BOOK REVIEW: A Court of Thorns and Roses (A Court of Thorns and Roses #1)
by Sarah J. Maas
Publication date: 5 May 2015
Publisher: Bloomsbury Children’s
Goodreads:Feyre is a huntress.
She thinks nothing of slaughtering a wolf to capture its prey. But, like all mortals, she fears what lingers mercilessly beyond the forest. And she will learn that taking the life of a magical creature comes at a high price…
Imprisoned in an enchanted court in her enemy’s kingdom, Feyre is free to roam but forbidden to escape. Her captor’s body bears the scars of fighting, and his face is always masked – but his piercing stare draws her ever closer. As Feyre’s feeling for Tamlin begin to burn through every warning she’s been told about his kind, an ancient, wicked shadow grows.
Feyre must find a way to break a spell, or lose her heart forever.
This just in: we finally have a Sarah J. Maas book that I didn’t fall completely in love with! I know, I’m finding it hard to believe too. I liked ACOTAR but there were just some things that were stopping me from really loving it.
As always, Maas’s writing is amazing. Her books are always filled with stunning detail and descriptions but her writing is never flowery. The world building was absolutely amazing. I love the idea of different courts ruling different areas of Prythian but it felt very familiar, especially with a wall to separate the fae and the mortals (A Song of Ice and Fire anyone?). I loved that Maas took the time to develop such a rich world. I also really liked the Beauty and the Beast retelling that Maas presented and I think she handled that very well.
I’m torn about Feyre. I’m not too sure if I love her or hate her—it’s maybe 80% love, 20% dislike. She’s determined, fierce, fearless and pretty badass. She’s also incredibly loyal to her family. However, she falls in love a little too quickly with someone who basically kidnapped her. It’s all very Stockholm Syndrome-y. I’m not a fan. And that brings us to Tamlin, the love interest who took Feyre from her home and the High Lord of the Spring Court. Tamlin’s supposed to be an incredibly powerful fae but so much of his power is only implied, happening off page so we never truly see what he’s capable of.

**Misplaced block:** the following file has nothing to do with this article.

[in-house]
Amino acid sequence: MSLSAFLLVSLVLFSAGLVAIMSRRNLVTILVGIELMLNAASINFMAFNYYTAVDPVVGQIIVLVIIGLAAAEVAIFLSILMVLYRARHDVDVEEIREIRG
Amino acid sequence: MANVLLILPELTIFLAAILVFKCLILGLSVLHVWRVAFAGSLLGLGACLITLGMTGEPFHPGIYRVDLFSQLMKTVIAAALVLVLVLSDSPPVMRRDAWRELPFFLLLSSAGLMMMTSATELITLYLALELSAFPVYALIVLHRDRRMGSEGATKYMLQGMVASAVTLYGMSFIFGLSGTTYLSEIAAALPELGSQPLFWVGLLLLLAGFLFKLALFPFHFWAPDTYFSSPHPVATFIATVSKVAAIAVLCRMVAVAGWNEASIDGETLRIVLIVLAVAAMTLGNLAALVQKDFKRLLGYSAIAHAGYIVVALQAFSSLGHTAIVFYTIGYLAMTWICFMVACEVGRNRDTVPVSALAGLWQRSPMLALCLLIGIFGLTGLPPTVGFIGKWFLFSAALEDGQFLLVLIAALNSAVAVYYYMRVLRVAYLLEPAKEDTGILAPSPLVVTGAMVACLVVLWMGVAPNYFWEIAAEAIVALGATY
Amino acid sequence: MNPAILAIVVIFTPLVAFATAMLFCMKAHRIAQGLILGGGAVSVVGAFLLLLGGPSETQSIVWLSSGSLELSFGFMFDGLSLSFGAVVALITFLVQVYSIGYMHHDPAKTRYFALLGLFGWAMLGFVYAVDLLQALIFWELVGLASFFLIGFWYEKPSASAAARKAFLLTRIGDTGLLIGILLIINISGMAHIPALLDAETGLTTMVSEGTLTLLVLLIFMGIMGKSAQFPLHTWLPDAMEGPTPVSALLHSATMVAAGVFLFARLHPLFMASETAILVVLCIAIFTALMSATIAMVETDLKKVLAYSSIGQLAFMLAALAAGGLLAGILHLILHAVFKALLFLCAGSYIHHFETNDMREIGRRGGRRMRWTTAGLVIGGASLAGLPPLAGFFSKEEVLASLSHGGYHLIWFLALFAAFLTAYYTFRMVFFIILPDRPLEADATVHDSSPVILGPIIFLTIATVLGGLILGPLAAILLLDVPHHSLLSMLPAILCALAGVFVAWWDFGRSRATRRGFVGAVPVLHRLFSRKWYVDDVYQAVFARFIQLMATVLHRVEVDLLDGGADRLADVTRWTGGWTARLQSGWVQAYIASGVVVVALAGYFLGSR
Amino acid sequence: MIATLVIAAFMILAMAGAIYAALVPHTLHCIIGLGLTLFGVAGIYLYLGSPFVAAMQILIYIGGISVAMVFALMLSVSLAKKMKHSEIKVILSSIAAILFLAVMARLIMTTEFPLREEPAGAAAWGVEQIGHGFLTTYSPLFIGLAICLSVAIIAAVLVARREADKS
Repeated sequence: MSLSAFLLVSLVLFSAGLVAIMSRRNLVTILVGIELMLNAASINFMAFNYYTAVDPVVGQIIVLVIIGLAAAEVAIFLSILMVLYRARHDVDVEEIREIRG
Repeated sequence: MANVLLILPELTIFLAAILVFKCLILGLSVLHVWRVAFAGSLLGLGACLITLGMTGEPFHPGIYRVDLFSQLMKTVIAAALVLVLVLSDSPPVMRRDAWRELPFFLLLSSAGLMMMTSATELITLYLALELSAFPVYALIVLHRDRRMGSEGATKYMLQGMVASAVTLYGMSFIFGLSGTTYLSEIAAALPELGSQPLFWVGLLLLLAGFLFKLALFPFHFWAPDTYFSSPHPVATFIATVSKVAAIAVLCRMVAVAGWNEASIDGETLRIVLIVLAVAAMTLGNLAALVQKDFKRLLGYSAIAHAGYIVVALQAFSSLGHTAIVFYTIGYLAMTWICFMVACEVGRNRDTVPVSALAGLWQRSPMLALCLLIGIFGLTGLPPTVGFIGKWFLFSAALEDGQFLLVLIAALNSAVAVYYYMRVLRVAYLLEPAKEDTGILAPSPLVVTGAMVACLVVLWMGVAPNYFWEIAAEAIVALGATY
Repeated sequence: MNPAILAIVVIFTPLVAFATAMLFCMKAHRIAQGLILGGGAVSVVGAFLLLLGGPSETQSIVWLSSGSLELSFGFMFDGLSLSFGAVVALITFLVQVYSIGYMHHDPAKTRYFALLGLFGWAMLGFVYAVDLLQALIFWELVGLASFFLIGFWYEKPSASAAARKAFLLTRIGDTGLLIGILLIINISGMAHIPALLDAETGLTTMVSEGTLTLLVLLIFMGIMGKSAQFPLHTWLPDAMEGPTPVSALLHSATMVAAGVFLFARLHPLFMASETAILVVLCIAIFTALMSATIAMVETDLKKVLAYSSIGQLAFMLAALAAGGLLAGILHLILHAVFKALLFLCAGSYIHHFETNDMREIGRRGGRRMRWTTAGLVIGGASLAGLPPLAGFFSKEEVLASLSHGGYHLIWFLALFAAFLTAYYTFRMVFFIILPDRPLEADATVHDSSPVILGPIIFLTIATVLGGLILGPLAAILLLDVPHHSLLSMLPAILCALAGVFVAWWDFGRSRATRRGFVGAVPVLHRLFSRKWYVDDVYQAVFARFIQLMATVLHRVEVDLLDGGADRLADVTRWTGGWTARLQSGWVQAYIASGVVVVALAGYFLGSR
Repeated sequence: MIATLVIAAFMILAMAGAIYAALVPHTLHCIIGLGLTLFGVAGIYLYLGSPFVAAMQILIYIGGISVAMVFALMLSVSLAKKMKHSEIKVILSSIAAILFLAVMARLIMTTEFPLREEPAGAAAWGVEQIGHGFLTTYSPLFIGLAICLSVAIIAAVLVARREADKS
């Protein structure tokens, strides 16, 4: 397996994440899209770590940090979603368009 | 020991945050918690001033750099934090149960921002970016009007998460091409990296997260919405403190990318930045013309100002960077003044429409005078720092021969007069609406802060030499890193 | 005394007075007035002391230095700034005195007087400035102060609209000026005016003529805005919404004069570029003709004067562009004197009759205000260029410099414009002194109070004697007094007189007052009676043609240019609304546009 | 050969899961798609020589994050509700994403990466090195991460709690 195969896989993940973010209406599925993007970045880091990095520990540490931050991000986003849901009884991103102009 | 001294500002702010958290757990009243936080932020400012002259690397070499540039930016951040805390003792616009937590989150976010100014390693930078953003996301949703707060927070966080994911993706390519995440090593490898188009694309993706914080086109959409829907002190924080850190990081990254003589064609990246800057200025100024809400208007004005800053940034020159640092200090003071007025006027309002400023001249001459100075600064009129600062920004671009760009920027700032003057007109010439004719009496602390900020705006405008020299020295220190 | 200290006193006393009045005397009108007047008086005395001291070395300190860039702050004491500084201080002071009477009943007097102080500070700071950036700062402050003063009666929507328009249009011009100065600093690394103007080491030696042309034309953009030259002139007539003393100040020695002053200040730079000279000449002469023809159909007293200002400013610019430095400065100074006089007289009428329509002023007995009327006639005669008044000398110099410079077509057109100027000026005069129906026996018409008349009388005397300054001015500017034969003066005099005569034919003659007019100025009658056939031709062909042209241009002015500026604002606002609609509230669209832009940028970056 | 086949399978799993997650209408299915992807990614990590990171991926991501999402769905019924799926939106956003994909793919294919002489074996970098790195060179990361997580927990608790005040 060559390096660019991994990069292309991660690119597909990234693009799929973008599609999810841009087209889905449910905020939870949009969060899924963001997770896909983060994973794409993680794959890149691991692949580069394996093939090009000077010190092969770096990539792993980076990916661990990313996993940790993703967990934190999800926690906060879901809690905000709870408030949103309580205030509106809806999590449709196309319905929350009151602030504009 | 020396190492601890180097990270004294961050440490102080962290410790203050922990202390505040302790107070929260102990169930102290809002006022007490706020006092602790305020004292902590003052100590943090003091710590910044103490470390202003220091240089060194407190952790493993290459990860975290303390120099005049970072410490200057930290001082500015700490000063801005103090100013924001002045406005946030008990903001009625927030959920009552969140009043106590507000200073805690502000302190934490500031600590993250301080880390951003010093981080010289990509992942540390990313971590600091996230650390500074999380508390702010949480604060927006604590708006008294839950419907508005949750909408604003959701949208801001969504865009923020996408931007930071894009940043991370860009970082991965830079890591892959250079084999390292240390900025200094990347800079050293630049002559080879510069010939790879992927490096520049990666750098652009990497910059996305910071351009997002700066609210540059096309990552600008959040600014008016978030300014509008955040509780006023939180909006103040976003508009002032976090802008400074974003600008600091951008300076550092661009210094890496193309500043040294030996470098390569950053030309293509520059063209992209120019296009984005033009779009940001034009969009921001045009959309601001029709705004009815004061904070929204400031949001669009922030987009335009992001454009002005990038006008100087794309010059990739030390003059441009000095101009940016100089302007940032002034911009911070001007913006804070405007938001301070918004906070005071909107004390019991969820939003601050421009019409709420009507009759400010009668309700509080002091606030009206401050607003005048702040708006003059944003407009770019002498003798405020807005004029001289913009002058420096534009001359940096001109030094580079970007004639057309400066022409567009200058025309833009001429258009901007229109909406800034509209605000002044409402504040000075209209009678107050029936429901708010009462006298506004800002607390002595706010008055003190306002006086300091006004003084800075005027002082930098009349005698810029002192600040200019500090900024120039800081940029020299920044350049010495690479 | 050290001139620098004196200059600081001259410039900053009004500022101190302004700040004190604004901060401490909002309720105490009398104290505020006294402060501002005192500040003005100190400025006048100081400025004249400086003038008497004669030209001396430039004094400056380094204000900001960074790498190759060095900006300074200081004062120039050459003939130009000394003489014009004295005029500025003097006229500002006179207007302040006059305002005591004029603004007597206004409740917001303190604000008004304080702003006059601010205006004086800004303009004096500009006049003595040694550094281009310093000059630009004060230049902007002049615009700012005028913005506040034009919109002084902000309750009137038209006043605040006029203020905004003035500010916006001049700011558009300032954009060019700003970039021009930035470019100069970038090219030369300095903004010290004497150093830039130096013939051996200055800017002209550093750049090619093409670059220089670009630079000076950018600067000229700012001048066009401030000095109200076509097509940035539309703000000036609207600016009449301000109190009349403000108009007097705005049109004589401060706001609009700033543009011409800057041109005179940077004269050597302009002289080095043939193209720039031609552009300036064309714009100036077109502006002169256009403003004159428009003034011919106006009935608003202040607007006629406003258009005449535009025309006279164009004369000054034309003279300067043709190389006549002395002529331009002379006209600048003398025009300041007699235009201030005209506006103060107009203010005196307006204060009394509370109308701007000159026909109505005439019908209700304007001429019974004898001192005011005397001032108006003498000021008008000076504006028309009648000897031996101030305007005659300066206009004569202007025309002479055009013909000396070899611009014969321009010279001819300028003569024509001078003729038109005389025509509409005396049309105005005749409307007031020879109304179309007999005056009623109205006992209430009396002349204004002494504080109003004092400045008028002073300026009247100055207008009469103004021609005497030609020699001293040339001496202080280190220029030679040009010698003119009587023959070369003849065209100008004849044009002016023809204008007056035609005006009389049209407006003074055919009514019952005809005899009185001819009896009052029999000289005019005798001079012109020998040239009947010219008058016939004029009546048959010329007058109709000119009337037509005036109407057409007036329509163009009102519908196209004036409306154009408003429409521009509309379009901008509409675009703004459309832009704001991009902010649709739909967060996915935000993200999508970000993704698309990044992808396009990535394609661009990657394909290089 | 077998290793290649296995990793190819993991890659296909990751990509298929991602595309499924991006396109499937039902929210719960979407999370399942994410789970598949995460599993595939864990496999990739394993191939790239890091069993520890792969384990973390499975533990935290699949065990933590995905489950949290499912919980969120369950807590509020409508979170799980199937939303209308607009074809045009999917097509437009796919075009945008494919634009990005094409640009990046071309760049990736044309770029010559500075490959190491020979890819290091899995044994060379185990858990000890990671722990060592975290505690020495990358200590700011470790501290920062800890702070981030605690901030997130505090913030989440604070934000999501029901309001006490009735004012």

I didn’t buy their relationship. The “romance” just didn’t feel right to me. Feyre had to continually justify that she loved Tamlin. He was keeping Feyre captive but he would leave for days at a time and upon his return would try to court her and then leave and the whole cycle would start again. ACOTAR is a New Adult book so things do get sexy and I must say, it was well written. I don’t shy away from sex scenes, in fact I embrace them. It probably has something to do with me having read smut and fanfic since I was about 14, so it’s just something I’ve grown up with. So even though I didn’t believe the romance, I do think that the more intimate scenes between Feyre and Tamlin were really well written.
Lucien was impossible to hate from the start. He’s basically Tamlin’s right hand man and completely devoted to serving him. Yay for no love triangle here! Instead he becomes a friend to Feyre while she’s in a place where she’s alone.
The first half to two thirds of the book are very developmental and all about Feyre falling in love with her captor and learning about the fae. And then Things start happening and I get uncomfortable. There are a lot of problematic elements that could have been handled much better. The issues were never resolved or even addressed so it felt like they were being romanticised, which is never okay. No one calls Tamlin out on his behaviour so it feels like we’re meant to think that he’s being protective and caring. I get that he’s Feyre’s captor so he has to uphold some sort of front but he eventually returns her feelings and never apologises for his behaviour. We also get similar problematic behaviour from Rhysand, who we meet around the middle of the book but makes more of an appearance in the final third of the book. It feels like we’re supposed to forgive Rhysand because he saves Feyre and helps her through the challenges that she faces Under the Mountain. His actions are “justified” through him helping Feyre.
The final part of the book takes place Under the Mountain and it’s action packed and puts you on the edge of your seat. We finally meet the villain of the novel, Amarantha and I loved her as a villain and wish we’d seen more of her. Feyre’s talent as a huntress finally come out to play when she has to face a challenge put forth to her by Amarantha.
For trigger warning purposes the book contains issues of manipulation, victim blaming, forced intoxication and non-consensual touching.